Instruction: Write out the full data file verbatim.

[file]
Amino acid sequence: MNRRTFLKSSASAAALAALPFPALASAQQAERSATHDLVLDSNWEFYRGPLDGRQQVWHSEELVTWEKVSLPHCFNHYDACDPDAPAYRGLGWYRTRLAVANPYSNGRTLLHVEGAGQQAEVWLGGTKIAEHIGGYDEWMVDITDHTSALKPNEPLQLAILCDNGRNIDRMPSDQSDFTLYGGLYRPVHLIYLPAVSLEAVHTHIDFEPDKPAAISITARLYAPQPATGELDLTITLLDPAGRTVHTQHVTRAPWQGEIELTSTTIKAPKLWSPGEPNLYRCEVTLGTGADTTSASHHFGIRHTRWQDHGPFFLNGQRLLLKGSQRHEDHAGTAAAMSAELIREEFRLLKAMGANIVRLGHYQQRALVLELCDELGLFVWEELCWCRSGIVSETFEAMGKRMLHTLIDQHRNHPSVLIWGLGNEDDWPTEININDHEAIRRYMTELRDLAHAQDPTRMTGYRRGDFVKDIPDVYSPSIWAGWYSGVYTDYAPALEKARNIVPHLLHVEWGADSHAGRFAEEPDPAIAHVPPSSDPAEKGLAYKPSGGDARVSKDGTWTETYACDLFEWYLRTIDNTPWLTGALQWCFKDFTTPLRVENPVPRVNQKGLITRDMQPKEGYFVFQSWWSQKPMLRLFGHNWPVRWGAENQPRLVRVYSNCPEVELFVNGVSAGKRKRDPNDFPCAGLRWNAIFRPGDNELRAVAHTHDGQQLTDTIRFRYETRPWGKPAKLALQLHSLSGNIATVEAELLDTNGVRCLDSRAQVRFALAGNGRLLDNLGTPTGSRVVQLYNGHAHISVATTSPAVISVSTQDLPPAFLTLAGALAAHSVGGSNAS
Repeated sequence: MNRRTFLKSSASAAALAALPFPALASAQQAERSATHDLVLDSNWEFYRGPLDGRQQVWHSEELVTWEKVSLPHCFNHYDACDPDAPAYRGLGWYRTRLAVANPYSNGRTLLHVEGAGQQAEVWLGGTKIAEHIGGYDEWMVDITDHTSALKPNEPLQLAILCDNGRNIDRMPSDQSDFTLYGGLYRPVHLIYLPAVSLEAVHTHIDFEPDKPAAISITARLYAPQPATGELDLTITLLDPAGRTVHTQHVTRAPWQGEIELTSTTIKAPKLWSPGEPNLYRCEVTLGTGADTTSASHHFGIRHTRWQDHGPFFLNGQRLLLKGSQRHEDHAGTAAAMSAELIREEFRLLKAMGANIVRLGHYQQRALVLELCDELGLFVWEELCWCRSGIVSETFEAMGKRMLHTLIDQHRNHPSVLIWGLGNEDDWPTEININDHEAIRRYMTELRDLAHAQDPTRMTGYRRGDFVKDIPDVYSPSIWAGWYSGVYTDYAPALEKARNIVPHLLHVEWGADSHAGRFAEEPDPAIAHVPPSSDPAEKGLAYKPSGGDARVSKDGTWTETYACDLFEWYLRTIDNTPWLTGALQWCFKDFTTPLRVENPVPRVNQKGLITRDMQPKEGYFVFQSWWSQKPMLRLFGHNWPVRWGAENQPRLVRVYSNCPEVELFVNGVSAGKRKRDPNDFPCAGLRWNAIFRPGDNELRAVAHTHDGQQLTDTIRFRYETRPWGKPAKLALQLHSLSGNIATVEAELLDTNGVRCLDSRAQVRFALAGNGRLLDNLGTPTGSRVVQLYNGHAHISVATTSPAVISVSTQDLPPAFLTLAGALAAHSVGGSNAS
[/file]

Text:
Amino acid sequence: MNRRTFLKSSASAAALAALPFPALASAQQAERSATHDLVLDSNWEFYRGPLDGRQQVWHSEELVTWEKVSLPHCFNHYDACDPDAPAYRGLGWYRTRLAVANPYSNGRTLLHVEGAGQQAEVWLGGTKIAEHIGGYDEWMVDITDHTSALKPNEPLQLAILCDNGRNIDRMPSDQSDFTLYGGLYRPVHLIYLPAVSLEAVHTHIDFEPDKPAAISITARLYAPQPATGELDLTITLLDPAGRTVHTQHVTRAPWQGEIELTSTTIKAPKLWSPGEPNLYRCEVTLGTGADTTSASHHFGIRHTRWQDHGPFFLNGQRLLLKGSQRHEDHAGTAAAMSAELIREEFRLLKAMGANIVRLGHYQQRALVLELCDELGLFVWEELCWCRSGIVSETFEAMGKRMLHTLIDQHRNHPSVLIWGLGNEDDWPTEININDHEAIRRYMTELRDLAHAQDPTRMTGYRRGDFVKDIPDVYSPSIWAGWYSGVYTDYAPALEKARNIVPHLLHVEWGADSHAGRFAEEPDPAIAHVPPSSDPAEKGLAYKPSGGDARVSKDGTWTETYACDLFEWYLRTIDNTPWLTGALQWCFKDFTTPLRVENPVPRVNQKGLITRDMQPKEGYFVFQSWWSQKPMLRLFGHNWPVRWGAENQPRLVRVYSNCPEVELFVNGVSAGKRKRDPNDFPCAGLRWNAIFRPGDNELRAVAHTHDGQQLTDTIRFRYETRPWGKPAKLALQLHSLSGNIATVEAELLDTNGVRCLDSRAQVRFALAGNGRLLDNLGTPTGSRVVQLYNGHAHISVATTSPAVISVSTQDLPPAFLTLAGALAAHSVGGSNAS
Repeated sequence: MNRRTFLKSSASAAALAALPFPALASAQQAERSATHDLVLDSNWEFYRGPLDGRQQVWHSEELVTWEKVSLPHCFNHYDACDPDAPAYRGLGWYRTRLAVANPYSNGRTLLHVEGAGQQAEVWLGGTKIAEHIGGYDEWMVDITDHTSALKPNEPLQLAILCDNGRNIDRMPSDQSDFTLYGGLYRPVHLIYLPAVSLEAVHTHIDFEPDKPAAISITARLYAPQPATGELDLTITLLDPAGRTVHTQHVTRAPWQGEIELTSTTIKAPKLWSPGEPNLYRCEVTLGTGADTTSASHHFGIRHTRWQDHGPFFLNGQRLLLKGSQRHEDHAGTAAAMSAELIREEFRLLKAMGANIVRLGHYQQRALVLELCDELGLFVWEELCWCRSGIVSETFEAMGKRMLHTLIDQHRNHPSVLIWGLGNEDDWPTEININDHEAIRRYMTELRDLAHAQDPTRMTGYRRGDFVKDIPDVYSPSIWAGWYSGVYTDYAPALEKARNIVPHLLHVEWGADSHAGRFAEEPDPAIAHVPPSSDPAEKGLAYKPSGGDARVSKDGTWTETYACDLFEWYLRTIDNTPWLTGALQWCFKDFTTPLRVENPVPRVNQKGLITRDMQPKEGYFVFQSWWSQKPMLRLFGHNWPVRWGAENQPRLVRVYSNCPEVELFVNGVSAGKRKRDPNDFPCAGLRWNAIFRPGDNELRAVAHTHDGQQLTDTIRFRYETRPWGKPAKLALQLHSLSGNIATVEAELLDTNGVRCLDSRAQVRFALAGNGRLLDNLGTPTGSRVVQLYNGHAHISVATTSPAVISVSTQDLPPAFLTLAGALAAHSVGGSNAS